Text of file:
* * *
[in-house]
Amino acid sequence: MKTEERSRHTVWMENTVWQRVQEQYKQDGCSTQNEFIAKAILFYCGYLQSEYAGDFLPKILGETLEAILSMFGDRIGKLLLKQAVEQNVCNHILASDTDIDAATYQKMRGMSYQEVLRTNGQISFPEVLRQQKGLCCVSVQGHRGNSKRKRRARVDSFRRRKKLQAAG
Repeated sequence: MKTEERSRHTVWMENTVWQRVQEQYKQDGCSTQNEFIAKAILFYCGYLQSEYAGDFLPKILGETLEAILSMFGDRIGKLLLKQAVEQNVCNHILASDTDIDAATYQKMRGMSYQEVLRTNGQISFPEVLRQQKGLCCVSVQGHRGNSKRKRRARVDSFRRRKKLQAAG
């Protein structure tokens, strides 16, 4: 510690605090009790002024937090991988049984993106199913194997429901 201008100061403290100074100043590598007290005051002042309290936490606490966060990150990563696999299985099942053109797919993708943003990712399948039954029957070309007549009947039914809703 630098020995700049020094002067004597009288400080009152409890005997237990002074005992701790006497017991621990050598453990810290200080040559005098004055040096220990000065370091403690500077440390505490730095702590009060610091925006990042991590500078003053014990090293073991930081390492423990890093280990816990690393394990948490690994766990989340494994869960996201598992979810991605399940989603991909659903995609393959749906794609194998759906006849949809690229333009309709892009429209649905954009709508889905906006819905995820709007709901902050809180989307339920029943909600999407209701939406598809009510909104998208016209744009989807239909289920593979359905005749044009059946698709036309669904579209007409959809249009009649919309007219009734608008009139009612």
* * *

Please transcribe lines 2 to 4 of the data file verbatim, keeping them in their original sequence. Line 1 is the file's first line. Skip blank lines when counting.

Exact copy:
Amino acid sequence: MKTEERSRHTVWMENTVWQRVQEQYKQDGCSTQNEFIAKAILFYCGYLQSEYAGDFLPKILGETLEAILSMFGDRIGKLLLKQAVEQNVCNHILASDTDIDAATYQKMRGMSYQEVLRTNGQISFPEVLRQQKGLCCVSVQGHRGNSKRKRRARVDSFRRRKKLQAAG
Repeated sequence: MKTEERSRHTVWMENTVWQRVQEQYKQDGCSTQNEFIAKAILFYCGYLQSEYAGDFLPKILGETLEAILSMFGDRIGKLLLKQAVEQNVCNHILASDTDIDAATYQKMRGMSYQEVLRTNGQISFPEVLRQQKGLCCVSVQGHRGNSKRKRRARVDSFRRRKKLQAAG
């Protein structure tokens, strides 16, 4: 510690605090009790002024937090991988049984993106199913194997429901 201008100061403290100074100043590598007290005051002042309290936490606490966060990150990563696999299985099942053109797919993708943003990712399948039954029957070309007549009947039914809703 630098020995700049020094002067004597009288400080009152409890005997237990002074005992701790006497017991621990050598453990810290200080040559005098004055040096220990000065370091403690500077440390505490730095702590009060610091925006990042991590500078003053014990090293073991930081390492423990890093280990816990690393394990948490690994766990989340494994869960996201598992979810991605399940989603991909659903995609393959749906794609194998759906006849949809690229333009309709892009429209649905954009709508889905906006819905995820709007709901902050809180989307339920029943909600999407209701939406598809009510909104998208016209744009989807239909289920593979359905005749044009059946698709036309669904579209007409959809249009009649919309007219009734608008009139009612």